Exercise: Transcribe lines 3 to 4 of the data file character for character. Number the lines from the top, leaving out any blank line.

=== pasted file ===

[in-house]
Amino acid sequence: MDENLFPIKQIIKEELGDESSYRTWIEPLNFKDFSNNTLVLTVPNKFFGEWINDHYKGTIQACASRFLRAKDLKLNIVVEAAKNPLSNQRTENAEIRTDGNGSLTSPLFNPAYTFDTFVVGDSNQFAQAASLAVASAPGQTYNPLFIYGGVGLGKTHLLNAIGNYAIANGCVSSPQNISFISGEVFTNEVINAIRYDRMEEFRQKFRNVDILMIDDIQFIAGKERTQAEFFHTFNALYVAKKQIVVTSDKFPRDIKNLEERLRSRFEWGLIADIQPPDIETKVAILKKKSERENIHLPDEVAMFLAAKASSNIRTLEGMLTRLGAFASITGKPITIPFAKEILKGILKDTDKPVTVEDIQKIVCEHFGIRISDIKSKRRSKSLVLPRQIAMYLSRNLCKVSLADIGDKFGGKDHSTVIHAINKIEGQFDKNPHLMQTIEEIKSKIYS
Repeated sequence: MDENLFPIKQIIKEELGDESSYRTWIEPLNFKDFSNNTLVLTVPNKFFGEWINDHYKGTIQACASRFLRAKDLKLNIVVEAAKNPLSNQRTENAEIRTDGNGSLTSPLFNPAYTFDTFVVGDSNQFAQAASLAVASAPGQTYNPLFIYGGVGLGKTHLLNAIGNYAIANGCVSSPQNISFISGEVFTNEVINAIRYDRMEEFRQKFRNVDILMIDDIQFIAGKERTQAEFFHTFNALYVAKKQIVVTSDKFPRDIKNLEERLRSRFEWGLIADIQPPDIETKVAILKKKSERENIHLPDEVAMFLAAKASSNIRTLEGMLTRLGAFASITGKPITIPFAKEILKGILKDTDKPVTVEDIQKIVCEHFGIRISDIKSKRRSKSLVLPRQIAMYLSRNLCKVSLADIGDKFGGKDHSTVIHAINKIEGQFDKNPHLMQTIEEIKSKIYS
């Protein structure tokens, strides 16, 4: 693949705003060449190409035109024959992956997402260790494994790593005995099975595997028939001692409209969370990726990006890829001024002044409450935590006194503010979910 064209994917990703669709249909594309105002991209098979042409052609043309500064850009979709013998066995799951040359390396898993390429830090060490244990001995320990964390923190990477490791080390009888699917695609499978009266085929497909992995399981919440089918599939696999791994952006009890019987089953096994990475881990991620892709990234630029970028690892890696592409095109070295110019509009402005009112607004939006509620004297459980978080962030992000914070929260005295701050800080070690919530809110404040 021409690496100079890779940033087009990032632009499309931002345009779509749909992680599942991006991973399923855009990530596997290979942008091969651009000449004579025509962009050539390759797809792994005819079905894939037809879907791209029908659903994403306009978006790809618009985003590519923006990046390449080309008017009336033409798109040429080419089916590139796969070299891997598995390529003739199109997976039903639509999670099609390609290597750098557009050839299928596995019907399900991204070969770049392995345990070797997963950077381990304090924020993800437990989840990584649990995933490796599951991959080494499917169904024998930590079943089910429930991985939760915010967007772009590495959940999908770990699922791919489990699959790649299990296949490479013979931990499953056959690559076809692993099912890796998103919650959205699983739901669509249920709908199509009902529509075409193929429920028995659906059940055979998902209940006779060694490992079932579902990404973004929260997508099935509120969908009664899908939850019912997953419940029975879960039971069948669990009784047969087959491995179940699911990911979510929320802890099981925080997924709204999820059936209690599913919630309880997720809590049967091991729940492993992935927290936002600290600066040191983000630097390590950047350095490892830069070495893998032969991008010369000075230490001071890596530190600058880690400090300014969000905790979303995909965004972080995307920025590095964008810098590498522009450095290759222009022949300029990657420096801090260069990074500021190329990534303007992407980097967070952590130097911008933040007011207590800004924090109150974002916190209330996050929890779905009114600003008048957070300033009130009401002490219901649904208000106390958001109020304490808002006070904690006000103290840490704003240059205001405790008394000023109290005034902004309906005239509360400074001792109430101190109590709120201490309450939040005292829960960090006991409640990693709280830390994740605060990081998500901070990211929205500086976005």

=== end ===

Repeated sequence: MDENLFPIKQIIKEELGDESSYRTWIEPLNFKDFSNNTLVLTVPNKFFGEWINDHYKGTIQACASRFLRAKDLKLNIVVEAAKNPLSNQRTENAEIRTDGNGSLTSPLFNPAYTFDTFVVGDSNQFAQAASLAVASAPGQTYNPLFIYGGVGLGKTHLLNAIGNYAIANGCVSSPQNISFISGEVFTNEVINAIRYDRMEEFRQKFRNVDILMIDDIQFIAGKERTQAEFFHTFNALYVAKKQIVVTSDKFPRDIKNLEERLRSRFEWGLIADIQPPDIETKVAILKKKSERENIHLPDEVAMFLAAKASSNIRTLEGMLTRLGAFASITGKPITIPFAKEILKGILKDTDKPVTVEDIQKIVCEHFGIRISDIKSKRRSKSLVLPRQIAMYLSRNLCKVSLADIGDKFGGKDHSTVIHAINKIEGQFDKNPHLMQTIEEIKSKIYS
């Protein structure tokens, strides 16, 4: 693949705003060449190409035109024959992956997402260790494994790593005995099975595997028939001692409209969370990726990006890829001024002044409450935590006194503010979910 064209994917990703669709249909594309105002991209098979042409052609043309500064850009979709013998066995799951040359390396898993390429830090060490244990001995320990964390923190990477490791080390009888699917695609499978009266085929497909992995399981919440089918599939696999791994952006009890019987089953096994990475881990991620892709990234630029970028690892890696592409095109070295110019509009402005009112607004939006509620004297459980978080962030992000914070929260005295701050800080070690919530809110404040 021409690496100079890779940033087009990032632009499309931002345009779509749909992680599942991006991973399923855009990530596997290979942008091969651009000449004579025509962009050539390759797809792994005819079905894939037809879907791209029908659903994403306009978006790809618009985003590519923006990046390449080309008017009336033409798109040429080419089916590139796969070299891997598995390529003739199109997976039903639509999670099609390609290597750098557009050839299928596995019907399900991204070969770049392995345990070797997963950077381990304090924020993800437990989840990584649990995933490796599951991959080494499917169904024998930590079943089910429930991985939760915010967007772009590495959940999908770990699922791919489990699959790649299990296949490479013979931990499953056959690559076809692993099912890796998103919650959205699983739901669509249920709908199509009902529509075409193929429920028995659906059940055979998902209940006779060694490992079932579902990404973004929260997508099935509120969908009664899908939850019912997953419940029975879960039971069948669990009784047969087959491995179940699911990911979510929320802890099981925080997924709204999820059936209690599913919630309880997720809590049967091991729940492993992935927290936002600290600066040191983000630097390590950047350095490892830069070495893998032969991008010369000075230490001071890596530190600058880690400090300014969000905790979303995909965004972080995307920025590095964008810098590498522009450095290759222009022949300029990657420096801090260069990074500021190329990534303007992407980097967070952590130097911008933040007011207590800004924090109150974002916190209330996050929890779905009114600003008048957070300033009130009401002490219901649904208000106390958001109020304490808002006070904690006000103290840490704003240059205001405790008394000023109290005034902004309906005239509360400074001792109430101190109590709120201490309450939040005292829960960090006991409640990693709280830390994740605060990081998500901070990211929205500086976005």